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reached the ears of the mother and brothers of Jesus, who, it is reasonable to believe, had like him left Nazareth, and taken up their abode in Capernaum. They anxiously hastened to him; for it was said, "He is beside himself." Finding the crowd so great, that they could not gain entrance, they sent in word that they desired to speak with him; hoping in this way to release him from a situation, apparently uncomfortable and perhaps perilous. As the word was passed in through the crowd, a woman in the company, hearing his mother named,* cried out, "Blessed is the womb that bare thee! Happy is the mother of such a son! It was a sudden expression of a natural feeling. But Jesus, who did not wish to have the minds of his hearers diverted from the great subjects on which he was speaking, replied, "Yea, rather blessed are they who hear the word of God and keep it!" Then, stretching out his hand toward his disciples, he added, "Behold, my mother and my brothers! For whosoever shall do the will of God, the same is my brother and sister and mother." When this was repeated to his waiting relatives, it must have relieved them from all apprehension. It possibly conveyed to their minds something of a reproof for having allowed themselves to be uneasy about him, and to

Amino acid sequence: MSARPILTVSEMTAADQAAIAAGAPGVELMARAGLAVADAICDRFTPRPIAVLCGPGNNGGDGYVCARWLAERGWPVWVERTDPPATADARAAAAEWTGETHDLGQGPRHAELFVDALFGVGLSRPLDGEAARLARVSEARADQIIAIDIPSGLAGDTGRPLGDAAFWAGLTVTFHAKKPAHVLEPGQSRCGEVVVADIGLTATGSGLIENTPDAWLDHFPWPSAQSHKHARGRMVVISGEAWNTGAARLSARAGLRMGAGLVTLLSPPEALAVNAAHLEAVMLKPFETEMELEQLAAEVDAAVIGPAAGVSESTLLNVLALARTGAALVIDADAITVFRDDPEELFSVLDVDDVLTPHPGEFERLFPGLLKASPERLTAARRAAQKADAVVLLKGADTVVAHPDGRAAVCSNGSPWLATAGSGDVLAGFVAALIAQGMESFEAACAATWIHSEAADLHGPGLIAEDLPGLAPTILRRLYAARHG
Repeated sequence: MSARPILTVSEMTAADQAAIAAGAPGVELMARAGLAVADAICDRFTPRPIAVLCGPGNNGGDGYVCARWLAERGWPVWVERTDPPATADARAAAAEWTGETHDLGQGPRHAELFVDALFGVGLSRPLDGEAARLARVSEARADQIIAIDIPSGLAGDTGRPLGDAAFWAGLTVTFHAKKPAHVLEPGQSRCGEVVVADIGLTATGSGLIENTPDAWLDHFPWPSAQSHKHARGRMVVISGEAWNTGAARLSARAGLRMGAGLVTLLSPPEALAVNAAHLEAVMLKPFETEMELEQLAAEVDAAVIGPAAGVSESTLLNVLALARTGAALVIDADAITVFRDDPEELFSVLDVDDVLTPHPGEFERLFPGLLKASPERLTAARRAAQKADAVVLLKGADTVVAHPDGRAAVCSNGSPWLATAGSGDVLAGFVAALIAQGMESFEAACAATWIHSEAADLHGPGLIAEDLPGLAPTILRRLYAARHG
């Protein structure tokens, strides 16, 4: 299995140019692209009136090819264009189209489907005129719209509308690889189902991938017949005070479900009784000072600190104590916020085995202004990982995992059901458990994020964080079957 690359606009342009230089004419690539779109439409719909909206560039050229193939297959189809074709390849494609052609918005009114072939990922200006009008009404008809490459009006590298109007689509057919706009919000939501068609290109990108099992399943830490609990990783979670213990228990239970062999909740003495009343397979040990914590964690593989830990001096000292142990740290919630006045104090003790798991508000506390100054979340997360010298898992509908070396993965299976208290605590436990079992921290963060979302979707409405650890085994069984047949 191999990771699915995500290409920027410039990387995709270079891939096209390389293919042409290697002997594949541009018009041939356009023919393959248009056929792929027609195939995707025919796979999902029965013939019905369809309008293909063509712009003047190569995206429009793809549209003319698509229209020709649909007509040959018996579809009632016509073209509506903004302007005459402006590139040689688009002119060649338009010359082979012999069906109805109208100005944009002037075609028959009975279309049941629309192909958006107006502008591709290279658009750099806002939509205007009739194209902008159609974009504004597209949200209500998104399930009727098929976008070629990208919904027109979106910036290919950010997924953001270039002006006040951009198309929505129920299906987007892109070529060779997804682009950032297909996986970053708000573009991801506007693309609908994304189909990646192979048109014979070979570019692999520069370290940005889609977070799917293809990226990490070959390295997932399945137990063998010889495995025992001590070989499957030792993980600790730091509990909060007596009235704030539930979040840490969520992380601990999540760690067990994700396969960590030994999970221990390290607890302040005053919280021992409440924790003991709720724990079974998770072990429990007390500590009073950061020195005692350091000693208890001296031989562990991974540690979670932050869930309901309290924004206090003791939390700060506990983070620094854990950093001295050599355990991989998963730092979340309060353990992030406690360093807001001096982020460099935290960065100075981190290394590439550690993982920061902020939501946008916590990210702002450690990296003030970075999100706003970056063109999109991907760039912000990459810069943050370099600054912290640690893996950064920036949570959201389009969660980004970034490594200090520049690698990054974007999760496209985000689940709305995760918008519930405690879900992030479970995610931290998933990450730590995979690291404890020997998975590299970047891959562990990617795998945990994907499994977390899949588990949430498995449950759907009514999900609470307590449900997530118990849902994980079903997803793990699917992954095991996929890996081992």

* [A friend will perceive his own suggestion here.]

interrupt him in his duties, when they well knew that it was his meat to do his Father's will.

The same day he went out to the side of the lake, accompanied still by a great throng of people. That he might the more advantageously address them, he went on board one of the vessels which lay there, and spoke to them from thence. His discourse at this time was wholly made up of parables; and, if we are right in the arrangement which we have given to the history, it is a curious question, why he commenced this mode of preaching at so late a period of his ministry, and from this time used it so much. For not only the place here assigned to these parables indicates that they were probably the first which he delivered; but the language of the disciples who heard them, confirms the supposition. They asked him, "Why speakest thou to them in parables?" as if it were a new thing, a mode of teaching to which they were not accustomed. Does it not seem, as if he had become satisfied that the plain, proverbial, preceptive method of instruction hitherto adopted, was ineffectual to move and persuade the gross minds of the people? They did not, they would not, understand him. They closed their minds against his true meaning, and avoided the spiritual inferences and applications

Matt. xiii. 1.

Mark iv. 1.

Luke viii. 4.